So imagine walking in for the first time, in the heart of winter, and in the dark of this closed up building - with the exception of a caretaker who kept the roof on, uninhabited for the last 20 years - and through the cobwebs, seeing a dome with ceiling frescoes and 18th C. wooden doors. Cracking open a dilapidated shutter and looking out over a snow covered maze garden.
I saw vaulted ceilings and arched windows that had been cemented in and needed opening up.
1980's carpet, linoleum tile, and piles of cement covered the floors, but where I could get a peak by pulling up an unglued corner, I could see the original terracotta tiles. Some wood ceiling beams were visible, and I had the correct suspicion that others were behind the recent paneling.
Love is in the details: the history of the building (papers dating back to and making reference to the French revolution), the rod iron balconies, the little angel above the stairwell, the fresh running mountain water in the basin behind the building, and the village neighbors.
One neighbor saw me and came over to tell me that when he was a boy he used to get Latin lessons, as all the children from the neighborhood, from the head nun, "Mère Sophie". He let me take his picture even though his nose was bleeding.
Casa Regis is named after the nobleman and physician, Sig. Regis, who originally lived here. He was philanthropic and distributed free medicine to the needy and eventually gave the building to a neice, Mère Sophie, to bring as a dowry when she joined the sisterhood. The nuns, who enjoyed the location as a summer retreat, were the last group to inhabit the building, even though it was passed on to the church in the 1990's. (See Sara Bojaniç's aticle)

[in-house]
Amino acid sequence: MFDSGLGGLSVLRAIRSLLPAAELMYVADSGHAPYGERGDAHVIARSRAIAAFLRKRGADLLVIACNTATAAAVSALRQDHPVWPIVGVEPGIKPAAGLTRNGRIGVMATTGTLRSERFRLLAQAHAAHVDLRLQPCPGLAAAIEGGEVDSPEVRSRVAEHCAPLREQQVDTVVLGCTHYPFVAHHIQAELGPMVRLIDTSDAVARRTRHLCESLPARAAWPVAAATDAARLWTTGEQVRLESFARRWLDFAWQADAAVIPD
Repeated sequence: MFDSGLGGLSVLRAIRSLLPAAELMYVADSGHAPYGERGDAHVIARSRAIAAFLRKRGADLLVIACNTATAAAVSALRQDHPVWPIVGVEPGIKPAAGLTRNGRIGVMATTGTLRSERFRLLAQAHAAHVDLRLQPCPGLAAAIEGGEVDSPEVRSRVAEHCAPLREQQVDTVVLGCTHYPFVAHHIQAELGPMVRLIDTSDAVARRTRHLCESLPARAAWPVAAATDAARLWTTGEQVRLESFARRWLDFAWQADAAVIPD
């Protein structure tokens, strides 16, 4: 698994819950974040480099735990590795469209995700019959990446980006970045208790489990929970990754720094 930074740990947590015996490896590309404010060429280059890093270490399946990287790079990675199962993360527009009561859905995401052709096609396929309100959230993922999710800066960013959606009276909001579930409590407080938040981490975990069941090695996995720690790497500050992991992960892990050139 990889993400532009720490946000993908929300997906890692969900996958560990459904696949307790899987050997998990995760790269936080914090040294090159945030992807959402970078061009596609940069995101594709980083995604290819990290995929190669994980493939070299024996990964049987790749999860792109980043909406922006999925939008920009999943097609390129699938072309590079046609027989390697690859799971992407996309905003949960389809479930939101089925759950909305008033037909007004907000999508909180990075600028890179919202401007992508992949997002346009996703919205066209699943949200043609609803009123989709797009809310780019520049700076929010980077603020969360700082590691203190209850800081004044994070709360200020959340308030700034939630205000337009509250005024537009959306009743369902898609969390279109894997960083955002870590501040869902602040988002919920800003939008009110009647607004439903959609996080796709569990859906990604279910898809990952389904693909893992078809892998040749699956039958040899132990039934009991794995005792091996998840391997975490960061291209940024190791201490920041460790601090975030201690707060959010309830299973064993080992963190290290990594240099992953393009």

So back to that cold first day, I already had starry eyes for what is called the "Nobleman's" section or the semi-detached villa, but once I saw all these rooms wrapping around a common courtyard, my vision was complete and my fate sealed. There was clearly so much potential for residencies with each guest/artist/writer having a work space while still being able to join a community setting.
While the altitude of this village makes winters snowy, it also makes for the perfect temperature for summer retreats. In my mind's eye, I saw the complete summer scene with hanging ivy, climbing wisteria and little lights, inspired by one of my favourite Milano courtyards, at the Sozzani gallery. With my background being in the arts, imagining Casa Regis - Center for culture and contemporary art was instantaneous!
So here you see the goal!
Would you like to participate and be a part of the salvation and restoration? Maybe you would like to do a retreat in the area.